Approximately 0.5% of routine chest radiographs reveal an azygos lobe. This normal variant consists of the upper right lung developing around the azygos vein. The vein remains in the substance of the lungs but as the upper lobe develops inferiorly to superiorly, a double fold of visceral pleura (two layers of visceral pleura and two layers of parietal pleura) develops. This invagination can be identified on a chest x-ray. The classic finding on a chest film created by the double pleural fold is the “reverse comma sign�? that extends towards the top of the right lung in a curvilinear fashion ending at the apex of the parietal pleura. The base of the comma is formed by the vein itself. It is important to remember that the azygos lobe is not a true lobe with a separate segmental bronchus. However, this lobe can be involved independent of the other lobes of the lung with disease such as cancer, tuberculosis, or pulmonary metastasis.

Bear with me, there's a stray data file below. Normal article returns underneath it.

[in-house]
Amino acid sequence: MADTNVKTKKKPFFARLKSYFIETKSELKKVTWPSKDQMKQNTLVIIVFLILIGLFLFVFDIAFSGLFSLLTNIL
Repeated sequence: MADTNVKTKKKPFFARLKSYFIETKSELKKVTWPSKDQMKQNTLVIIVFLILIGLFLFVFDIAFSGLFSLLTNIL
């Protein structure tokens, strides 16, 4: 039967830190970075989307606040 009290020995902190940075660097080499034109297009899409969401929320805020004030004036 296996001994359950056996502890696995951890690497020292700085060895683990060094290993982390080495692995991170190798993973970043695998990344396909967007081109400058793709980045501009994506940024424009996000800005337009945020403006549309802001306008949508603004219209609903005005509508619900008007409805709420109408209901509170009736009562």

A normal variant produced by an indentation in the R. upper lobe of the lung by four layers of pleura (two layers of visceral pleura and two layers of parietal pleura). It is produced by invagination of the azygous vein. This is not a true lobe, since it does not have a separate bronchus.